Every SSD could use a little TRIM

Posted in Home Theater, Windows at 9:01 pm by mike

So I was an early adopter of a Corsair P128 SSD drive for my media center machine.   I was extremely pleased with the fact that it eliminated 95% of the disk noise, even though I left the 1TB HD in the machine.   Even when recording to the HD, it barely makes a noise since the OS is completely running off the SSD and the HD doesn’t need to do any seeks.   But because I bought the disk right around the time Windows 7 was release, the SSD firmware didn’t yet support the TRIM command.

What the TRIM command does is tell the SSD to actually clear all the data from deleted files.    Regular old harddisks don’t care much whether they are writing to an empty space, or overwriting a deleted file.   Hence, when you delete a file, usually all the operating system does is mark the space used by the file as free.   Then the next file is welcome to overwrite that space.

Unfortunately, due to the design of SSD memory, it’s actually much slower to overwrite existing memory, because it needs to be cleared first.   This becomes even more time consuming when you are writing a file that is smaller than the SSD block size (Both traditional and solid state drives like to deal with data in a standard size like 256KB or 512KB.  This is called a “block”).   In the case of the SSD, it needs to read the entire block into memory, clear the entire block, then write it back with your small change.    Now this is all done internally on the drive, but still is much slower than a simple read or write.

If the OS knows it’s dealing with an SSD, it can send along a TRIM command after every delete operation.    This tells the SSD to clear the memory associated with the files that were recently deleted.   Note this can usually be done in parallel to other work, so by the time you want to write something to that same block, the freed data has already been cleared!   Note, this does disable the ability to retrieve deleted files, which has long been a double-edged sword in the DOS/Windows world.

Anyways, I thought I was running on a TRIM-less SSD, which meant my performance was going to suffer over time.   Luckily,  at the end of last year Cosair released a firmware update for the both the P and X series which adds the TRIM command.  It just took me a while to remember to check for it.  I was able to verify the SSD firmware version using a clever tool called Crystal Disk Info.   Unfortunately, I only have the “after” screen shot.   In the before shot, the work TRIM was faded/stippled, like the APM in this one.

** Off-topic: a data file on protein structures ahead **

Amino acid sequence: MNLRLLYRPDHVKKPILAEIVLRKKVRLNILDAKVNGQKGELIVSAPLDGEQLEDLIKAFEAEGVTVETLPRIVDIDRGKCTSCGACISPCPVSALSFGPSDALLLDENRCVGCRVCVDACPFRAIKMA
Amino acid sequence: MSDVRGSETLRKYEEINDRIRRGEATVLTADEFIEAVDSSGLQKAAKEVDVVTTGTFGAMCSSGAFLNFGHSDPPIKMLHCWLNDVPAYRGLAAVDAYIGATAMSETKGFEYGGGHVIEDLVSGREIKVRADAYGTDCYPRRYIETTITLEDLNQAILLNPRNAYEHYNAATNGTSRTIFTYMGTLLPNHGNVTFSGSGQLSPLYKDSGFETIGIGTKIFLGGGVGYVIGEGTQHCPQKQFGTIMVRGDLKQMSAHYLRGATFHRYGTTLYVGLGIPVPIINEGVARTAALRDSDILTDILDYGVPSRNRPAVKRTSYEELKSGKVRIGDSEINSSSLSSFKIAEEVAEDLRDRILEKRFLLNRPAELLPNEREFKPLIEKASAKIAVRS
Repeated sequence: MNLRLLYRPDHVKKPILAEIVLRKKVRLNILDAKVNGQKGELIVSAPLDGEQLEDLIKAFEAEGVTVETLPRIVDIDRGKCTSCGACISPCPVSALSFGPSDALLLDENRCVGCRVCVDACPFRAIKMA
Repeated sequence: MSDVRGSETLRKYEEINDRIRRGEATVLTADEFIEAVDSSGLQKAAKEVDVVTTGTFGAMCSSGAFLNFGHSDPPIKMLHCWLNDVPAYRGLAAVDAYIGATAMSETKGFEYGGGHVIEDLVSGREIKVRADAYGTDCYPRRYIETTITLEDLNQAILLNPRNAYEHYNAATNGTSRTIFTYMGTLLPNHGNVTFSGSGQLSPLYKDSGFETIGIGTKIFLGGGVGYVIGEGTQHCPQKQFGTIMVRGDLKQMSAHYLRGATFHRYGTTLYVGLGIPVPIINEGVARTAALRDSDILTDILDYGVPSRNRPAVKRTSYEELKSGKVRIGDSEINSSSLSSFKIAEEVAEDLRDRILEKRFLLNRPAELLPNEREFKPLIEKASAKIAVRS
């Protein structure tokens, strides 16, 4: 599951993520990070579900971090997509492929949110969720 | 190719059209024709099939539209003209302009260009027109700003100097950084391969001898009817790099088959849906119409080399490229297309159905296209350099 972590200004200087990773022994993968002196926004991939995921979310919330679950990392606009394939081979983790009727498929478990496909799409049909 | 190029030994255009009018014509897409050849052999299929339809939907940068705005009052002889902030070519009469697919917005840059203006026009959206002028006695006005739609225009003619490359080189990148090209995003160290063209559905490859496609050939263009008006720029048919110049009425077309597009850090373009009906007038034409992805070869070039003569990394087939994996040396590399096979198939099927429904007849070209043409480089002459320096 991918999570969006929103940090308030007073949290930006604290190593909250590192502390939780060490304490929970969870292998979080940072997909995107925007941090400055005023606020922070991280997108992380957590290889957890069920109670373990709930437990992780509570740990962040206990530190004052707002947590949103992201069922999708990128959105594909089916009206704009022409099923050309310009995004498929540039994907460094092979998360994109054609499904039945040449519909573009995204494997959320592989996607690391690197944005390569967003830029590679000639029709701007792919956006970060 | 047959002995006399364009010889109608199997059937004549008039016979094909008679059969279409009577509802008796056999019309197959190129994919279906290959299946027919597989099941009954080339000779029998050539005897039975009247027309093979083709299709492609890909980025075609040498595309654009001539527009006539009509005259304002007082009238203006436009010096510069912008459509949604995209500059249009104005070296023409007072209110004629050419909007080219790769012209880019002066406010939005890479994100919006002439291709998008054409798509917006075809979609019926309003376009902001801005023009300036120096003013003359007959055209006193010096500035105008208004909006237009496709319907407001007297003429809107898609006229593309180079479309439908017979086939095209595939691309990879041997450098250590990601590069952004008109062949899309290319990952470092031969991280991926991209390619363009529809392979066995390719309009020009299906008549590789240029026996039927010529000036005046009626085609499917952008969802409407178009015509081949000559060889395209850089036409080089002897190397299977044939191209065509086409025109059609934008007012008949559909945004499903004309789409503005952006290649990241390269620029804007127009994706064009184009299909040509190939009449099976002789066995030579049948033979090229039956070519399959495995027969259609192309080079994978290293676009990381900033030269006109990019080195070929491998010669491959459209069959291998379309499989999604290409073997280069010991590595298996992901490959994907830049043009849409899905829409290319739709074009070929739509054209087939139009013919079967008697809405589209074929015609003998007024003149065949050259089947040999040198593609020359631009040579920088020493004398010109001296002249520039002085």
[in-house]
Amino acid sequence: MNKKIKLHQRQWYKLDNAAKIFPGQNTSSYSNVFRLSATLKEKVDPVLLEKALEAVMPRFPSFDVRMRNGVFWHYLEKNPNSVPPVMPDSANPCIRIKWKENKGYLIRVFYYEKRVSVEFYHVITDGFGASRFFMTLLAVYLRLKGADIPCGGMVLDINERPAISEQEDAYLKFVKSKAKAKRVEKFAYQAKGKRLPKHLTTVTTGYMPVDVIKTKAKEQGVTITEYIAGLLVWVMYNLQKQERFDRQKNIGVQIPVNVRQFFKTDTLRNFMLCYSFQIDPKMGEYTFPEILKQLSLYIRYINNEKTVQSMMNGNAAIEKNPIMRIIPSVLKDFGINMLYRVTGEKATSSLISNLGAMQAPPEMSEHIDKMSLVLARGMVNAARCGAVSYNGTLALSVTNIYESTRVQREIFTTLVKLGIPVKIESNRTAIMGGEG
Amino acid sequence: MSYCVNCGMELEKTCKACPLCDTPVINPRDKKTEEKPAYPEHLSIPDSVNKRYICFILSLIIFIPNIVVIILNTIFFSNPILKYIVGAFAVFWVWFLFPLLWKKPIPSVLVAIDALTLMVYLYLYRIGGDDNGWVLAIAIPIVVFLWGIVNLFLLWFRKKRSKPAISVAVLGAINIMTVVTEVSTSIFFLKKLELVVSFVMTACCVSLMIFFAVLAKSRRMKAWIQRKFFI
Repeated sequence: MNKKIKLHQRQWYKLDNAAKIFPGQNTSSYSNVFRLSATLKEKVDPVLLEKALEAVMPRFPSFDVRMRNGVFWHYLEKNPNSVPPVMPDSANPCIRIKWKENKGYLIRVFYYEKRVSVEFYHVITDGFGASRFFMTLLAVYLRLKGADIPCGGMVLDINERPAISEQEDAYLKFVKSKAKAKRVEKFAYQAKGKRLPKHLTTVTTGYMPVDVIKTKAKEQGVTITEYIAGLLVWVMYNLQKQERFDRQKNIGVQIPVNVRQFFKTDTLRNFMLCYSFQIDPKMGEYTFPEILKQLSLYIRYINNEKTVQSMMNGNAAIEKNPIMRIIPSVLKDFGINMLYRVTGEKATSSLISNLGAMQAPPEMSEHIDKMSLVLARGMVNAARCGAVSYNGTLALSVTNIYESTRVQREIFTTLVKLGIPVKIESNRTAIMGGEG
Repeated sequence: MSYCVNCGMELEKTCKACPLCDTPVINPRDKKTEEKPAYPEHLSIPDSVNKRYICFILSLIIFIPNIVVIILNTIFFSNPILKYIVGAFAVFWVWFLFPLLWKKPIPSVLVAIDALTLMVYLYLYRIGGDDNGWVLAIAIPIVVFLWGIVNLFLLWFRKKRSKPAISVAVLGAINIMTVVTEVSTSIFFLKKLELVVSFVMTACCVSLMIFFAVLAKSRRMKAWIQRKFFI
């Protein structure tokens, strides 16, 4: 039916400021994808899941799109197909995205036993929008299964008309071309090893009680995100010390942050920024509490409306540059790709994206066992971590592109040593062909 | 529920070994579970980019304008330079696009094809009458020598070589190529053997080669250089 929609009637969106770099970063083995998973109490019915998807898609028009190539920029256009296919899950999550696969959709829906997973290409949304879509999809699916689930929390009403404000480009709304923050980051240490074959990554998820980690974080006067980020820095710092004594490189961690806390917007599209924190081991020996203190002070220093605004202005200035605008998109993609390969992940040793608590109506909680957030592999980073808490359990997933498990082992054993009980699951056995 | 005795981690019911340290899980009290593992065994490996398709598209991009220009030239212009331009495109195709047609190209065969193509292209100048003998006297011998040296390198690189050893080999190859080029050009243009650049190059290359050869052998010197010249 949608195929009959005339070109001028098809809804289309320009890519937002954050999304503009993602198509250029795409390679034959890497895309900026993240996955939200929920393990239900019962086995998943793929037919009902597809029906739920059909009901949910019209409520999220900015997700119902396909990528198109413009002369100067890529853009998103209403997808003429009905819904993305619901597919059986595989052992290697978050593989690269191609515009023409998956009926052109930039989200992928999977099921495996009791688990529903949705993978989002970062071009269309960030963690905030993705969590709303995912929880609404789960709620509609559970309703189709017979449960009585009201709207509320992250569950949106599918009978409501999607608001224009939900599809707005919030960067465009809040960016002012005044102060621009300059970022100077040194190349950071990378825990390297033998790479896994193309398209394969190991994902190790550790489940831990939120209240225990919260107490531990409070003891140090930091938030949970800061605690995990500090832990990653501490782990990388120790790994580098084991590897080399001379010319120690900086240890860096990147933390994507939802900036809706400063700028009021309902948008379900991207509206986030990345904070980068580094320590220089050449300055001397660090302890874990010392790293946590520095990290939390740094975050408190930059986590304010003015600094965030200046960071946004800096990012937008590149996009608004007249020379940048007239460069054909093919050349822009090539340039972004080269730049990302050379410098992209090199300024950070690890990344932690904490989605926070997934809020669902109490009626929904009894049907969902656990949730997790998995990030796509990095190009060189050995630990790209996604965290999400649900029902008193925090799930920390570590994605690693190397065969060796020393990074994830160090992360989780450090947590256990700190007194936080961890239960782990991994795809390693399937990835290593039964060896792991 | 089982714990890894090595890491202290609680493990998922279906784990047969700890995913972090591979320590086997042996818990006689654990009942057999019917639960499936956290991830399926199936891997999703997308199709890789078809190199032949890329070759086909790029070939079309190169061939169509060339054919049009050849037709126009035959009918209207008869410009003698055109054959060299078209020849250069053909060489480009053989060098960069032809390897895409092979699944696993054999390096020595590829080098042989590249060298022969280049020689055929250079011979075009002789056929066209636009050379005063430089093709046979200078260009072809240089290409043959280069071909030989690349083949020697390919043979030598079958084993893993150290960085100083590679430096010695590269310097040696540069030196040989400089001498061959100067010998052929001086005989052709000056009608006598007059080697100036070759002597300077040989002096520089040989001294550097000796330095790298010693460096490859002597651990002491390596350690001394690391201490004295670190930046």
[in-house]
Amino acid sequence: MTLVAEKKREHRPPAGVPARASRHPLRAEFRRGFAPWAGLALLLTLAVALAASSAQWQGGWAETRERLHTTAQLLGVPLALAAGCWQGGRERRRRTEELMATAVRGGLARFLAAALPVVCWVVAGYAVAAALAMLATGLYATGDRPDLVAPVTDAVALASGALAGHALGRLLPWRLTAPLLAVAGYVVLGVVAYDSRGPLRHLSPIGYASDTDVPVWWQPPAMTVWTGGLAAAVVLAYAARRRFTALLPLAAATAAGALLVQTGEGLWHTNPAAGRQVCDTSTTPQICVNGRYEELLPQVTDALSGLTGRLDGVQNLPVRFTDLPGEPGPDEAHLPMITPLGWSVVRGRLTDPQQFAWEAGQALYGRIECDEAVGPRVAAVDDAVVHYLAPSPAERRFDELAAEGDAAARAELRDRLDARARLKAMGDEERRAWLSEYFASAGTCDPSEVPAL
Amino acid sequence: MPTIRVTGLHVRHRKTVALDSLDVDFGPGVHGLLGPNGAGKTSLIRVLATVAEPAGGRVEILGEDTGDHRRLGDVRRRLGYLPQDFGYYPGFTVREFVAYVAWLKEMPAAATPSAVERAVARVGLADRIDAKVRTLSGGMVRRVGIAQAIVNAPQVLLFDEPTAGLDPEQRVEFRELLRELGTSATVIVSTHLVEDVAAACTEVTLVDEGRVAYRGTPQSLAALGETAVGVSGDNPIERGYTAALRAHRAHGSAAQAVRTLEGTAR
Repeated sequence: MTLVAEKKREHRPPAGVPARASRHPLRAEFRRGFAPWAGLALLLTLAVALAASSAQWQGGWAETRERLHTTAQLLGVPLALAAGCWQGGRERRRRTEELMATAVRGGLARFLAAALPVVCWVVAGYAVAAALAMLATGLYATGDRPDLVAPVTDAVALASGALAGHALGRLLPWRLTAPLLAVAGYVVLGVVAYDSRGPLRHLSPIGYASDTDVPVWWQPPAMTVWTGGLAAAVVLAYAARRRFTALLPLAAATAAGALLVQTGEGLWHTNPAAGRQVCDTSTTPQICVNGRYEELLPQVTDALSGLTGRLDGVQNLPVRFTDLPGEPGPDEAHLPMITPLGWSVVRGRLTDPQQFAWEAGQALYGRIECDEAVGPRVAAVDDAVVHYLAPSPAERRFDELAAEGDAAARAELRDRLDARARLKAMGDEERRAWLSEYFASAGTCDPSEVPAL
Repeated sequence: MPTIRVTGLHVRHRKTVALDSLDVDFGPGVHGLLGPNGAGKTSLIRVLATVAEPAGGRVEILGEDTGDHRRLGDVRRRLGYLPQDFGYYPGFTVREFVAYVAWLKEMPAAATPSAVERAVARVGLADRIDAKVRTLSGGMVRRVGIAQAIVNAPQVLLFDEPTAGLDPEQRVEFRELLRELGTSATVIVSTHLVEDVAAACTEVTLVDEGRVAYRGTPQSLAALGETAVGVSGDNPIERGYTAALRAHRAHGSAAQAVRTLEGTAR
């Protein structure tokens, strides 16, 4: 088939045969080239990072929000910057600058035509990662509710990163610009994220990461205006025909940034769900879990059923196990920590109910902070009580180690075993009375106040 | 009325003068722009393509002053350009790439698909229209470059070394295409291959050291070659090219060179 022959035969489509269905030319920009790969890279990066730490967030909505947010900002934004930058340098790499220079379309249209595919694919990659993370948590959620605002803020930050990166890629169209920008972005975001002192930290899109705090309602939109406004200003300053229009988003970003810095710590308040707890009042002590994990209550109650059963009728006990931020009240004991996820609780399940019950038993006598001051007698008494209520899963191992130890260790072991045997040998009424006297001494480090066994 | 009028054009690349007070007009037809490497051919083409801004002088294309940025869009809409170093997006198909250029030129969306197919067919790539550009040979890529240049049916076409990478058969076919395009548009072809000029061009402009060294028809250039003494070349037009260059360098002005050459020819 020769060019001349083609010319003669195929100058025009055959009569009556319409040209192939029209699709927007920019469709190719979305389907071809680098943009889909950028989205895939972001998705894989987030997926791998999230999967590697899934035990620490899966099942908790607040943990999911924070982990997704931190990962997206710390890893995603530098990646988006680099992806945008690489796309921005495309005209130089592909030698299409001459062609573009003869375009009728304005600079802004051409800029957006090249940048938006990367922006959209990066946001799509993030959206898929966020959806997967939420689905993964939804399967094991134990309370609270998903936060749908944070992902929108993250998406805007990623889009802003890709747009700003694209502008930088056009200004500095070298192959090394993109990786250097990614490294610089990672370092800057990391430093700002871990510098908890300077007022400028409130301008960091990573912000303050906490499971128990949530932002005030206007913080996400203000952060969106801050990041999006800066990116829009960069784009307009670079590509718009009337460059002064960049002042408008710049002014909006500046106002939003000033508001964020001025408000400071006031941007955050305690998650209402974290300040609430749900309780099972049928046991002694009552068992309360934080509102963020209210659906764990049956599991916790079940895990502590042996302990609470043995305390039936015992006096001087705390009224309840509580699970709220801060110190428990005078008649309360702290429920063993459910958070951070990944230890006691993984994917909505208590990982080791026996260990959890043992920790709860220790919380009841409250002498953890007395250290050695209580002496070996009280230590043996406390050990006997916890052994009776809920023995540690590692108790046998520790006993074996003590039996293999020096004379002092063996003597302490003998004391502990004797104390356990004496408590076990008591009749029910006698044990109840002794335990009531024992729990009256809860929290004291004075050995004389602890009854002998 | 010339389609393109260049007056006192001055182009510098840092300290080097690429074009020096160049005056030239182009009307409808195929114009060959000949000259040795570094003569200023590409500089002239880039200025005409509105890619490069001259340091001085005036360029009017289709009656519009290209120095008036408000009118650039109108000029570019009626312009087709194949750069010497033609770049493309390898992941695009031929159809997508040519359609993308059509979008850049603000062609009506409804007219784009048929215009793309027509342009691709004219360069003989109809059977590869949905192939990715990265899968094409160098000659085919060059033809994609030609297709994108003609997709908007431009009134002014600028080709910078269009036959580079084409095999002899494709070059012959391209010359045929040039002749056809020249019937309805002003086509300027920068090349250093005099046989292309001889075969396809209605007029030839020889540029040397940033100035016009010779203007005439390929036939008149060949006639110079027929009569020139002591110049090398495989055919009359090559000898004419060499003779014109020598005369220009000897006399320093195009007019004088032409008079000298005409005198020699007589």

That’s the good news, the bad news is that the firmware upgrade ERASES THE ENTIRE DISK!   That meant I need to explore Windows 7 backup and restore options a little more.

I was pleasantly surprised.   Backing up an image SSD to the HD was just a few clicks using the windows backup tool (OK, I did have to delete a number of old episodes of Ace of Cakes and Project Runway to make space [ sorry honey ] ).   The one hiccup I had was creating a bootable recovery CD.    After telling you to insert your CD, the create recovery disk program would hang and eventually error out with an Optical Drive error.   The problem turned out to be an old version of Virtual Clone Drive which was giving the system fits when trying to identify the disk devices.  Removing it solved the problem, and I wasn’t able to repro it after installing the latest from Slysoft.

The most challenging part was that firmware upgrade documentation insisted that the installation program was only supported when running from a bootable USB flash drive.   This turned out to require a bit more research than I expected.    I found a number of links with a number of different methods for creating a bootable flash drive.   The simplest one I actually found on a German website I translated through Google.   But after a quick search today, I found the same instructions on a native english site as well. The bottom line is you grab the HP Flash Format program and a copy of the DOS system files.     The HP program is fairly idiot proof, and will allow you to browse for the DOS system files you want to load.

After copying the P128 firmware files to the USB drive (after formatting it with the bootable OS) it was amazing how quick and painless it went.    I did have to muck with the PC Bios to tell it to boot off the flash drive, but once I did, every thing went quick and easy. I actually wasn’t sure it had worked, but running it the second time it said there was nothing to do.   I then booted off my Windows recovery disk, and it automagically found my backup on the HD, and asked me if I wanted to restore the SSD.   It really couldn’t of been any easier.

Now, if I could just get the latest version of Arcsoft TMT to play BDs on my system.. but that’s a story for another time.   For now, learn from my trials and tribulations and DO NOT try to use your HTPC as your primary BD player.   It will cost you at least $400, and you can buy the same thing for $99 at Best Buy.   As you can guess, there’s a 1000 word rant waiting to be released about this one.

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